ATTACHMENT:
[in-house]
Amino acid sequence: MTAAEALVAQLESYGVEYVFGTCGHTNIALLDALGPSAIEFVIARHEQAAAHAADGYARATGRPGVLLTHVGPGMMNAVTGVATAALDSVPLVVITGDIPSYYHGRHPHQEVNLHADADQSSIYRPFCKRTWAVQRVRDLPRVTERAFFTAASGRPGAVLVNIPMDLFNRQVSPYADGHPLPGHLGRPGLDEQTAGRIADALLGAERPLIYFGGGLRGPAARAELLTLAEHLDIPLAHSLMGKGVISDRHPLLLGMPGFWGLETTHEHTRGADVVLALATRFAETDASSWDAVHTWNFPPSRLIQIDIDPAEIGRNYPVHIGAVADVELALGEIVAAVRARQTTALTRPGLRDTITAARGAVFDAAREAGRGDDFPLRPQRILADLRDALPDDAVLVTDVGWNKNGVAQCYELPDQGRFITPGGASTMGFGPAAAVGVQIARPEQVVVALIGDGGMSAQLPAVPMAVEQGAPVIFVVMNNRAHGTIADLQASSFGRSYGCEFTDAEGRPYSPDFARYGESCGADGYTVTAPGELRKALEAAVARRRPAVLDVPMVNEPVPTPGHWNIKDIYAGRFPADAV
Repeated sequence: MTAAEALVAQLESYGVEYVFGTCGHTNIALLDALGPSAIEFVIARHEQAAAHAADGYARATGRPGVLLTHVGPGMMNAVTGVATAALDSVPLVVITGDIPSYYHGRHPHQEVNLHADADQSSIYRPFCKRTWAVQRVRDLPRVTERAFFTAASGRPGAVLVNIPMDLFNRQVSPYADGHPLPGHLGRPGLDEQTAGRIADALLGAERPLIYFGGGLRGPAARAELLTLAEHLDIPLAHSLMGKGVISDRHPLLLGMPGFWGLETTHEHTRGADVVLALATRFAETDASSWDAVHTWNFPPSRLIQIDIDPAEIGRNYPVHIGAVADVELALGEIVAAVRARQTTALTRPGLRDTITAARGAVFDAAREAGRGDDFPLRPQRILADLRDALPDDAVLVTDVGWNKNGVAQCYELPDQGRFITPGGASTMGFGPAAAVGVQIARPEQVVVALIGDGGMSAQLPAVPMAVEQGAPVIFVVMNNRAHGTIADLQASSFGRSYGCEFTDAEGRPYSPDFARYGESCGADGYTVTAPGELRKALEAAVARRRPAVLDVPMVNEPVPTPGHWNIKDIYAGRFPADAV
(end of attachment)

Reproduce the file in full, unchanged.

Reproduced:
[in-house]
Amino acid sequence: MTAAEALVAQLESYGVEYVFGTCGHTNIALLDALGPSAIEFVIARHEQAAAHAADGYARATGRPGVLLTHVGPGMMNAVTGVATAALDSVPLVVITGDIPSYYHGRHPHQEVNLHADADQSSIYRPFCKRTWAVQRVRDLPRVTERAFFTAASGRPGAVLVNIPMDLFNRQVSPYADGHPLPGHLGRPGLDEQTAGRIADALLGAERPLIYFGGGLRGPAARAELLTLAEHLDIPLAHSLMGKGVISDRHPLLLGMPGFWGLETTHEHTRGADVVLALATRFAETDASSWDAVHTWNFPPSRLIQIDIDPAEIGRNYPVHIGAVADVELALGEIVAAVRARQTTALTRPGLRDTITAARGAVFDAAREAGRGDDFPLRPQRILADLRDALPDDAVLVTDVGWNKNGVAQCYELPDQGRFITPGGASTMGFGPAAAVGVQIARPEQVVVALIGDGGMSAQLPAVPMAVEQGAPVIFVVMNNRAHGTIADLQASSFGRSYGCEFTDAEGRPYSPDFARYGESCGADGYTVTAPGELRKALEAAVARRRPAVLDVPMVNEPVPTPGHWNIKDIYAGRFPADAV
Repeated sequence: MTAAEALVAQLESYGVEYVFGTCGHTNIALLDALGPSAIEFVIARHEQAAAHAADGYARATGRPGVLLTHVGPGMMNAVTGVATAALDSVPLVVITGDIPSYYHGRHPHQEVNLHADADQSSIYRPFCKRTWAVQRVRDLPRVTERAFFTAASGRPGAVLVNIPMDLFNRQVSPYADGHPLPGHLGRPGLDEQTAGRIADALLGAERPLIYFGGGLRGPAARAELLTLAEHLDIPLAHSLMGKGVISDRHPLLLGMPGFWGLETTHEHTRGADVVLALATRFAETDASSWDAVHTWNFPPSRLIQIDIDPAEIGRNYPVHIGAVADVELALGEIVAAVRARQTTALTRPGLRDTITAARGAVFDAAREAGRGDDFPLRPQRILADLRDALPDDAVLVTDVGWNKNGVAQCYELPDQGRFITPGGASTMGFGPAAAVGVQIARPEQVVVALIGDGGMSAQLPAVPMAVEQGAPVIFVVMNNRAHGTIADLQASSFGRSYGCEFTDAEGRPYSPDFARYGESCGADGYTVTAPGELRKALEAAVARRRPAVLDVPMVNEPVPTPGHWNIKDIYAGRFPADAV